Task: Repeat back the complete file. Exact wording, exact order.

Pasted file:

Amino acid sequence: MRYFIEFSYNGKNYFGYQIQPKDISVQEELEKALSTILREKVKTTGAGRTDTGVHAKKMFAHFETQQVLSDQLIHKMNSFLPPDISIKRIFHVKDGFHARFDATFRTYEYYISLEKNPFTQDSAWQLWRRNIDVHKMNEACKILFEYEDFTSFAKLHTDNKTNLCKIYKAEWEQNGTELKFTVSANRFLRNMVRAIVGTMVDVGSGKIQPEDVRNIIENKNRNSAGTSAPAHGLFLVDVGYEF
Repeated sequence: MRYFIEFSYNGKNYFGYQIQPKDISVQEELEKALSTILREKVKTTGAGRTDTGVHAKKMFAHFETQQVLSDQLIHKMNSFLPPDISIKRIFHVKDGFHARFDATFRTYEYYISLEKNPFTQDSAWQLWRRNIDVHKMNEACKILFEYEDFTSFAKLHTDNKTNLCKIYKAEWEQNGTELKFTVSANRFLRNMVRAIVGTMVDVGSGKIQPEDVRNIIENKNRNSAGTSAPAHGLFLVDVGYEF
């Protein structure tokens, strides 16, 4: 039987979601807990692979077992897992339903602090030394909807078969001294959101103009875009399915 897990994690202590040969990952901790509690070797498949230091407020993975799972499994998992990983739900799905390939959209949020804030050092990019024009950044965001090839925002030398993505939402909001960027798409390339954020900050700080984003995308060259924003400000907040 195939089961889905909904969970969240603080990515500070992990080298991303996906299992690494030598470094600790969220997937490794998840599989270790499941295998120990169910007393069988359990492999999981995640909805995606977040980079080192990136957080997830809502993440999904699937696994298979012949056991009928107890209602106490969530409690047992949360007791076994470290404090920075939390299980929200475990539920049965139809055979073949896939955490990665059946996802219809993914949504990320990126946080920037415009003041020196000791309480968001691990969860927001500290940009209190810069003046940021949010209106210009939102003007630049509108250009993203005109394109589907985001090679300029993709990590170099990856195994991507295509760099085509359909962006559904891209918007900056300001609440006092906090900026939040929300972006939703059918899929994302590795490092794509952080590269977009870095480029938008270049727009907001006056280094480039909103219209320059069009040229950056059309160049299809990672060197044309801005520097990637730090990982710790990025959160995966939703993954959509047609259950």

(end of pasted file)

Amino acid sequence: MRYFIEFSYNGKNYFGYQIQPKDISVQEELEKALSTILREKVKTTGAGRTDTGVHAKKMFAHFETQQVLSDQLIHKMNSFLPPDISIKRIFHVKDGFHARFDATFRTYEYYISLEKNPFTQDSAWQLWRRNIDVHKMNEACKILFEYEDFTSFAKLHTDNKTNLCKIYKAEWEQNGTELKFTVSANRFLRNMVRAIVGTMVDVGSGKIQPEDVRNIIENKNRNSAGTSAPAHGLFLVDVGYEF
Repeated sequence: MRYFIEFSYNGKNYFGYQIQPKDISVQEELEKALSTILREKVKTTGAGRTDTGVHAKKMFAHFETQQVLSDQLIHKMNSFLPPDISIKRIFHVKDGFHARFDATFRTYEYYISLEKNPFTQDSAWQLWRRNIDVHKMNEACKILFEYEDFTSFAKLHTDNKTNLCKIYKAEWEQNGTELKFTVSANRFLRNMVRAIVGTMVDVGSGKIQPEDVRNIIENKNRNSAGTSAPAHGLFLVDVGYEF
């Protein structure tokens, strides 16, 4: 039987979601807990692979077992897992339903602090030394909807078969001294959101103009875009399915 897990994690202590040969990952901790509690070797498949230091407020993975799972499994998992990983739900799905390939959209949020804030050092990019024009950044965001090839925002030398993505939402909001960027798409390339954020900050700080984003995308060259924003400000907040 195939089961889905909904969970969240603080990515500070992990080298991303996906299992690494030598470094600790969220997937490794998840599989270790499941295998120990169910007393069988359990492999999981995640909805995606977040980079080192990136957080997830809502993440999904699937696994298979012949056991009928107890209602106490969530409690047992949360007791076994470290404090920075939390299980929200475990539920049965139809055979073949896939955490990665059946996802219809993914949504990320990126946080920037415009003041020196000791309480968001691990969860927001500290940009209190810069003046940021949010209106210009939102003007630049509108250009993203005109394109589907985001090679300029993709990590170099990856195994991507295509760099085509359909962006559904891209918007900056300001609440006092906090900026939040929300972006939703059918899929994302590795490092794509952080590269977009870095480029938008270049727009907001006056280094480039909103219209320059069009040229950056059309160049299809990672060197044309801005520097990637730090990982710790990025959160995966939703993954959509047609259950």